This sacrament has a powerful effect upon the sick person (CCC 1520-21):
Pastoral Care of the Sick
The priest and lay ministers of the parish are interested in visiting parishioners when they are in the hospital. However, hospitals no longer automatically inform parishes when a parishioner is admitted. We will be able to visit only if we know you are in a hospital. It is most helpful to us when you or a family member notifies the Parish Office.
Communion for the Sick
Holy Communion is brought once a week to those who are sick or unable to go to church on a regular basis. If you or a family member wants to receive communion at home, in an assisted living or nursing home on a regular or temporary basis, please call the parish office.
If you are scheduled to go to the hospital for surgery or extended care, contact the parish office BEFORE you go, in order to arrange for the celebration of the Sacrament. This sacrament is for the sick or the chronically ill as well as for those who are near death.
The Sacrament of the Sick is celebrated at Mass for all of those who need the grace of healing and hope provided in this sacrament. This is typically the 1st Thursday of Month at Noon Mass.
In Case Of Death
Although the Church does not anoint one who has already died, priests may be invited to minister to the family and lead the prayers at the time of death as provided by the Church.
Why Should You be Anointed Before Going to the Hospital?
While patients and hospital staff can, very fortunately, call for the sacramental and pastoral services of a Catholic priest while in the hospital, a new fact of hospital life today is that patients are often very swiftly in and out of treatment. It is possible that the priest will not be able to see you as soon as you wish.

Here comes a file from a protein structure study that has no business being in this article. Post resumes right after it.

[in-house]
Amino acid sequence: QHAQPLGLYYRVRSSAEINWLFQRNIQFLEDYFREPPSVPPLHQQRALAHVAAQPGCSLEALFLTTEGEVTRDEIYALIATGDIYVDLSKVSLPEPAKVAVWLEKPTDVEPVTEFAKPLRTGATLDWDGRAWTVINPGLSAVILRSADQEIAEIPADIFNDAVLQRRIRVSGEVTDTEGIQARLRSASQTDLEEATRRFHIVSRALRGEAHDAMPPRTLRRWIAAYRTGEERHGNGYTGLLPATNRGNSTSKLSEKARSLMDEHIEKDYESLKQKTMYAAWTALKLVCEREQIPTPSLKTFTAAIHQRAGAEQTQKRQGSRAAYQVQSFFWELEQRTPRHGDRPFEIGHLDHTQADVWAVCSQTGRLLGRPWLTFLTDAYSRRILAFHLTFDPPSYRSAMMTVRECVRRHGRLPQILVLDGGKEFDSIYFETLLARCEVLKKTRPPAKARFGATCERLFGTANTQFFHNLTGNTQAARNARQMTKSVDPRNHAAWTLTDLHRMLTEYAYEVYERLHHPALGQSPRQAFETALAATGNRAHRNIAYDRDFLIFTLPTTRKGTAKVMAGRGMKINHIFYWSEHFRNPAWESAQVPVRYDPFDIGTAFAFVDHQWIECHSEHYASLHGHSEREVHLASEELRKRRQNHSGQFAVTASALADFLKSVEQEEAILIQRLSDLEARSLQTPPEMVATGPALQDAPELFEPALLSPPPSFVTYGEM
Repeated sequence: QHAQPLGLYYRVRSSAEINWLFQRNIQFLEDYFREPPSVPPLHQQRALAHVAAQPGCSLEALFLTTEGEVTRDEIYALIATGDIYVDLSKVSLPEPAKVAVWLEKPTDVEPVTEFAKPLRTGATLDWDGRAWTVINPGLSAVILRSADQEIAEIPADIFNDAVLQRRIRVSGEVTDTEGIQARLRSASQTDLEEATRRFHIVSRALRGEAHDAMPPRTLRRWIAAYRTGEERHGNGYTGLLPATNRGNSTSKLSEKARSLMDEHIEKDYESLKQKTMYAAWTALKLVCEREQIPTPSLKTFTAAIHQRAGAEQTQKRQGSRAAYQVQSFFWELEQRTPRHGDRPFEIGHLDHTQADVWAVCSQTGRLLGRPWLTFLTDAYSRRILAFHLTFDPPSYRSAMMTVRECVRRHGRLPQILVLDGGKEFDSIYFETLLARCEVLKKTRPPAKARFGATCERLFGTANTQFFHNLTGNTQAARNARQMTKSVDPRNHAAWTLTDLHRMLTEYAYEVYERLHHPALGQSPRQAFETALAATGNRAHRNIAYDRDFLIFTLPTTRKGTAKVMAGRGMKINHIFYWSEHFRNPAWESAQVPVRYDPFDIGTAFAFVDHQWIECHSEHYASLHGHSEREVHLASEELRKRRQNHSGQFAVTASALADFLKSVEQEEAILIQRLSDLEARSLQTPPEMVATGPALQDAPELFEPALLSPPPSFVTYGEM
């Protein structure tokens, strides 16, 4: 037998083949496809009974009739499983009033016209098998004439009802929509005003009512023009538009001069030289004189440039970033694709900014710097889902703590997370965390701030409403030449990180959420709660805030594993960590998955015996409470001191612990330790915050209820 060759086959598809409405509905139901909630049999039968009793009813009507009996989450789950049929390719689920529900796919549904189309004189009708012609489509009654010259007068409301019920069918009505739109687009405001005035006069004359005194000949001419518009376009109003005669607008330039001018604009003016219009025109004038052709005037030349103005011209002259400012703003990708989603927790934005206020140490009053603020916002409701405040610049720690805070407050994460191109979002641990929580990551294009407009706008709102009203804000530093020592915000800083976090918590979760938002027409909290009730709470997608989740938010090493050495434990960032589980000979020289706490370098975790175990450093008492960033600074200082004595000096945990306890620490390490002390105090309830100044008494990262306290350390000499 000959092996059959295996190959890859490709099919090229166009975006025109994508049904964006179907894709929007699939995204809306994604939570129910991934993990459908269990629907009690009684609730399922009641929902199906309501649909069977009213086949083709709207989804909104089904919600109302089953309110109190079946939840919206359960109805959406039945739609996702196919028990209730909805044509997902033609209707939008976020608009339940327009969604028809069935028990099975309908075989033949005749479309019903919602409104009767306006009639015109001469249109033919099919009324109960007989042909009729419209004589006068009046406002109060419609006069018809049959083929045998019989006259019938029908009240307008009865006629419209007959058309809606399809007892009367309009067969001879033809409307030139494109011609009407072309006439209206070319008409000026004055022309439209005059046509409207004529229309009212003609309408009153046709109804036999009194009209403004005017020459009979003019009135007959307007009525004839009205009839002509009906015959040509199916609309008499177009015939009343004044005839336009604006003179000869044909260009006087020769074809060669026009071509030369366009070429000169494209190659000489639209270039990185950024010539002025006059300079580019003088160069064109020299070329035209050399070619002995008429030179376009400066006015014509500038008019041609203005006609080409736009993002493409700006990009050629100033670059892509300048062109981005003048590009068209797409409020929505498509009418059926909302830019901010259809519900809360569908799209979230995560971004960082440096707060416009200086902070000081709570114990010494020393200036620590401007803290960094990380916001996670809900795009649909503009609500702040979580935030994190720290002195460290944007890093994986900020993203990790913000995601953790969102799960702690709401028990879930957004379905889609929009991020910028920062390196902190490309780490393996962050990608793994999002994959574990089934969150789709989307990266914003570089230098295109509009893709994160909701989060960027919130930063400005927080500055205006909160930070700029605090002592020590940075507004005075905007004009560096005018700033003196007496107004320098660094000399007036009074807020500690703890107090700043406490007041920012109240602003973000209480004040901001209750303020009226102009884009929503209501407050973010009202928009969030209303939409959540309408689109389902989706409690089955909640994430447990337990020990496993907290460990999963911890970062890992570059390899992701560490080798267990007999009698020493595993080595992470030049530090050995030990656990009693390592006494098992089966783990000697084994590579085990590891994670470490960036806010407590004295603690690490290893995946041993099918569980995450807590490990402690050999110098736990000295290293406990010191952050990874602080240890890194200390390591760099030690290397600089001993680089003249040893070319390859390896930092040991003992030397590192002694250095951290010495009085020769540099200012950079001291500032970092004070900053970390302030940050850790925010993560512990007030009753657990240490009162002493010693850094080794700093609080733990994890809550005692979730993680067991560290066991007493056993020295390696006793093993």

Therefore, it is better for you to talk to a priest here in our parish before you go to the hospital and receive those sacraments that are available for those facing surgery, serious illness, or old age: Penance, the Anointing of the Sick, and the Eucharist.
In addition, the priests as well as the members of our parish who are involved in our hospital care-giving ministry and home visitation will know about your illness and will be able to visit and support you through your recovery.
Many people tend to deny that they are sick and in need of prayers. This is a very human response. However, it keeps sufferers from receiving what they need and deserve – and what the Church is ready to offer.
There is a special communion rite, called Viaticum, and special prayers reserved for people close to death, but the other rites of pastoral care for the sick are intended for those who are seriously ill, facing surgery, or struggling with the frailties of old age.
Finally, your attitude during sickness or suffering will be helped by your stronger identification with Christ. Sickness is not a total disaster. If we turn to God with our complaints and fears, letting God answer us in God’s own way, and if we cooperate with those who can help us, then any sickness can end in God’s glory and prepare us for greater happiness.
St. Michael's Catholic Church
1025 East Pointer Trail
Van Buren, AR 72956
Phone: (479) 471-1211
Fax: (479) 471-1219
Office Hours/Horario de Oficina:
Monday/Lunes: - Thursday/Jueves:
8 a.m. - 3:00 p.m.
Lunch Time/ Comida: 12:00 p.m. - 12:30 p.m.
Friday/Viernes: 8 a.m. - Noon/Mediodia
Weekend masses / Misas de Sábado y Domingo
Saturday (Sábado) *8 a.m. and 4 p.m.
Sunday (Domingo): 8 a.m. (Español) 10 a.m. (English)